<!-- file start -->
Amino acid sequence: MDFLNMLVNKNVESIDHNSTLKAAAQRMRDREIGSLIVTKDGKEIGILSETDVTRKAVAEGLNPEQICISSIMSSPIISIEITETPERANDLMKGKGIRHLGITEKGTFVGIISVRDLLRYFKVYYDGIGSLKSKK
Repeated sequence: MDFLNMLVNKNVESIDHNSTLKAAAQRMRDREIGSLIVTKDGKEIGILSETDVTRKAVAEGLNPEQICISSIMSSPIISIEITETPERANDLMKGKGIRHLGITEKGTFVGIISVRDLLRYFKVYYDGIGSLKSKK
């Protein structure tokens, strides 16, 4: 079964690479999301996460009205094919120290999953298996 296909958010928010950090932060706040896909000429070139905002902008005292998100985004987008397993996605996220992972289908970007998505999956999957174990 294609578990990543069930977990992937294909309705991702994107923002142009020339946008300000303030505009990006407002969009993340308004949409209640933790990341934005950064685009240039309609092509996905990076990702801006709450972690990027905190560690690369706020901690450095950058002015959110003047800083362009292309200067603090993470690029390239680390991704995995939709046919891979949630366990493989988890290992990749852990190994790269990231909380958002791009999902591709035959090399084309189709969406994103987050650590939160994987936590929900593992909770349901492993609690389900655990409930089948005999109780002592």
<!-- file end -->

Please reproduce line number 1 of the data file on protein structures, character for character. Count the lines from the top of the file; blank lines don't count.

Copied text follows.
Amino acid sequence: MDFLNMLVNKNVESIDHNSTLKAAAQRMRDREIGSLIVTKDGKEIGILSETDVTRKAVAEGLNPEQICISSIMSSPIISIEITETPERANDLMKGKGIRHLGITEKGTFVGIISVRDLLRYFKVYYDGIGSLKSKK